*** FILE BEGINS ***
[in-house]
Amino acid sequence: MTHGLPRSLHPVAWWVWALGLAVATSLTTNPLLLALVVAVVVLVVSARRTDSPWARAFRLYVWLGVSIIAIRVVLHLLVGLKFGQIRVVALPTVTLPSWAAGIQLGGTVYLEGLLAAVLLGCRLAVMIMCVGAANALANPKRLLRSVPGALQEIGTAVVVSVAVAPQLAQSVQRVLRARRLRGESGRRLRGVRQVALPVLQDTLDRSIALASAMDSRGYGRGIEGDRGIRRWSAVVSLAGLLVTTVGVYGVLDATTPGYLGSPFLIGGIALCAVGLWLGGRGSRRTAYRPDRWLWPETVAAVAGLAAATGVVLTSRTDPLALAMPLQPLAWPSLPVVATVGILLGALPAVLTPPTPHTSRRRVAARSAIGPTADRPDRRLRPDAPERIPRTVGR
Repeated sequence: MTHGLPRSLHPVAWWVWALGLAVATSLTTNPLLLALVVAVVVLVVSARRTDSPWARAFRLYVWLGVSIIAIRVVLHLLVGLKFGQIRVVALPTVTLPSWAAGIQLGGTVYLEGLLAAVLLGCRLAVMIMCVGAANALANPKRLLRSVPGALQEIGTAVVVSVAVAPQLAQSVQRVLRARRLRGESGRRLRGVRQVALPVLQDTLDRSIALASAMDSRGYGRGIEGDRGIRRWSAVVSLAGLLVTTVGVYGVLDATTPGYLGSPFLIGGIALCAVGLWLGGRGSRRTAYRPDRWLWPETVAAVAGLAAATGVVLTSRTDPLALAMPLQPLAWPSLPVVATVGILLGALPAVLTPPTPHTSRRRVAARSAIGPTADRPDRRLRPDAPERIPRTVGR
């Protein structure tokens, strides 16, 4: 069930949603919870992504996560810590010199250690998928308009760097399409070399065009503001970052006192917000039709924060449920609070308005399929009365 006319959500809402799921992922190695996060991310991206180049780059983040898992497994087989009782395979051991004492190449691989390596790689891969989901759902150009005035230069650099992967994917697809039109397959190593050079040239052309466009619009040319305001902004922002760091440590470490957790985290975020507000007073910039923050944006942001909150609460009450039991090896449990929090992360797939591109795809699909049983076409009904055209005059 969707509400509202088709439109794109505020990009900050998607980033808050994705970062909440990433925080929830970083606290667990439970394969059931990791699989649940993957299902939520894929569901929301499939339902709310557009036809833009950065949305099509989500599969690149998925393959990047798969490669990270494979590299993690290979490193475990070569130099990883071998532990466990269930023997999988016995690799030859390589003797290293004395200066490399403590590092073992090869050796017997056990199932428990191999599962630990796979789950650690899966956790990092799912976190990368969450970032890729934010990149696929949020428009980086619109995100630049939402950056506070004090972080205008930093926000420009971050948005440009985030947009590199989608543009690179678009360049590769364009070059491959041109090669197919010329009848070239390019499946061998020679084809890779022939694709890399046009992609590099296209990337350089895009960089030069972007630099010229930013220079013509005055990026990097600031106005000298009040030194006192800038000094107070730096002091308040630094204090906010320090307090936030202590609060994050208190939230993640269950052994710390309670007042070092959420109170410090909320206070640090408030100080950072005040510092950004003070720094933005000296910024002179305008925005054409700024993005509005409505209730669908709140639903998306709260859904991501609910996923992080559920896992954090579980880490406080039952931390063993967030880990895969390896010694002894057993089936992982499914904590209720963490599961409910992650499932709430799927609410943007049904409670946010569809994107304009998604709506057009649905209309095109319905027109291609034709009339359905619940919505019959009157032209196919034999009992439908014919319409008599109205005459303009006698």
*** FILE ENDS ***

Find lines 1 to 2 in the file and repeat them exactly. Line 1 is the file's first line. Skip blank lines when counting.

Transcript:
[in-house]
Amino acid sequence: MTHGLPRSLHPVAWWVWALGLAVATSLTTNPLLLALVVAVVVLVVSARRTDSPWARAFRLYVWLGVSIIAIRVVLHLLVGLKFGQIRVVALPTVTLPSWAAGIQLGGTVYLEGLLAAVLLGCRLAVMIMCVGAANALANPKRLLRSVPGALQEIGTAVVVSVAVAPQLAQSVQRVLRARRLRGESGRRLRGVRQVALPVLQDTLDRSIALASAMDSRGYGRGIEGDRGIRRWSAVVSLAGLLVTTVGVYGVLDATTPGYLGSPFLIGGIALCAVGLWLGGRGSRRTAYRPDRWLWPETVAAVAGLAAATGVVLTSRTDPLALAMPLQPLAWPSLPVVATVGILLGALPAVLTPPTPHTSRRRVAARSAIGPTADRPDRRLRPDAPERIPRTVGR